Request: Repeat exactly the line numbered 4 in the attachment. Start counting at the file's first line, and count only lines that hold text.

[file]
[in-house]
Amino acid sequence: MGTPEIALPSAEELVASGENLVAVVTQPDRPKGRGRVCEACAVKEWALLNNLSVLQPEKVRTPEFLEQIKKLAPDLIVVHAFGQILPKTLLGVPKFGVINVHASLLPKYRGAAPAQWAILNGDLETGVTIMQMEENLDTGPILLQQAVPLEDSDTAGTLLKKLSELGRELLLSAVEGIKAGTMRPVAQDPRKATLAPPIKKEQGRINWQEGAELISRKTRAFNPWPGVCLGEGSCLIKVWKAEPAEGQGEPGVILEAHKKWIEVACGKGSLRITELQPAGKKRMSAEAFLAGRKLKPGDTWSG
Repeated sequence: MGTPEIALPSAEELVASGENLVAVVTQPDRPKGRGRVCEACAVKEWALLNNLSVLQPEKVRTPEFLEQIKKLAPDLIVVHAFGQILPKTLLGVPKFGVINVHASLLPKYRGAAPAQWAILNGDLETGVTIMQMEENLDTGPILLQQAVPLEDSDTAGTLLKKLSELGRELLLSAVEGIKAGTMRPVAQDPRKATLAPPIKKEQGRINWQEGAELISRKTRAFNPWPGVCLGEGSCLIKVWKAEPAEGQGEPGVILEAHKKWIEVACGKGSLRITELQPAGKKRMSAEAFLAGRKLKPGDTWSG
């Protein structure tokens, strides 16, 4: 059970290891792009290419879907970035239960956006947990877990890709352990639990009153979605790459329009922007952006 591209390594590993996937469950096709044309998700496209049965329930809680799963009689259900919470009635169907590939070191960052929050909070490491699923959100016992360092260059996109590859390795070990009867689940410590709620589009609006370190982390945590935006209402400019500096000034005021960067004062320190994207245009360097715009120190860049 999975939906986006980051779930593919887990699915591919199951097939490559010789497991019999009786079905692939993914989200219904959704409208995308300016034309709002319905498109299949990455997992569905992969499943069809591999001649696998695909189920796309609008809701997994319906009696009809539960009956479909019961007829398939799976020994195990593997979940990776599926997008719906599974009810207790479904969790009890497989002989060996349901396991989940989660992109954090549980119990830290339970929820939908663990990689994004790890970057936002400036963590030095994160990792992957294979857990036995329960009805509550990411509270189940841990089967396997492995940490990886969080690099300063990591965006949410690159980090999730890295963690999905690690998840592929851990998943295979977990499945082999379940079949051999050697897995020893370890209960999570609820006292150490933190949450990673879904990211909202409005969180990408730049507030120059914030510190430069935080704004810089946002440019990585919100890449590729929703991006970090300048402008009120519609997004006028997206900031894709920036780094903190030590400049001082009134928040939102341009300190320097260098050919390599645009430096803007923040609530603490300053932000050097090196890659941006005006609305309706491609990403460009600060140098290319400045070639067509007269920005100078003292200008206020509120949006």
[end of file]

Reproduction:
């Protein structure tokens, strides 16, 4: 059970290891792009290419879907970035239960956006947990877990890709352990639990009153979605790459329009922007952006 591209390594590993996937469950096709044309998700496209049965329930809680799963009689259900919470009635169907590939070191960052929050909070490491699923959100016992360092260059996109590859390795070990009867689940410590709620589009609006370190982390945590935006209402400019500096000034005021960067004062320190994207245009360097715009120190860049 999975939906986006980051779930593919887990699915591919199951097939490559010789497991019999009786079905692939993914989200219904959704409208995308300016034309709002319905498109299949990455997992569905992969499943069809591999001649696998695909189920796309609008809701997994319906009696009809539960009956479909019961007829398939799976020994195990593997979940990776599926997008719906599974009810207790479904969790009890497989002989060996349901396991989940989660992109954090549980119990830290339970929820939908663990990689994004790890970057936002400036963590030095994160990792992957294979857990036995329960009805509550990411509270189940841990089967396997492995940490990886969080690099300063990591965006949410690159980090999730890295963690999905690690998840592929851990998943295979977990499945082999379940079949051999050697897995020893370890209960999570609820006292150490933190949450990673879904990211909202409005969180990408730049507030120059914030510190430069935080704004810089946002440019990585919100890449590729929703991006970090300048402008009120519609997004006028997206900031894709920036780094903190030590400049001082009134928040939102341009300190320097260098050919390599645009430096803007923040609530603490300053932000050097090196890659941006005006609305309706491609990403460009600060140098290319400045070639067509007269920005100078003292200008206020509120949006």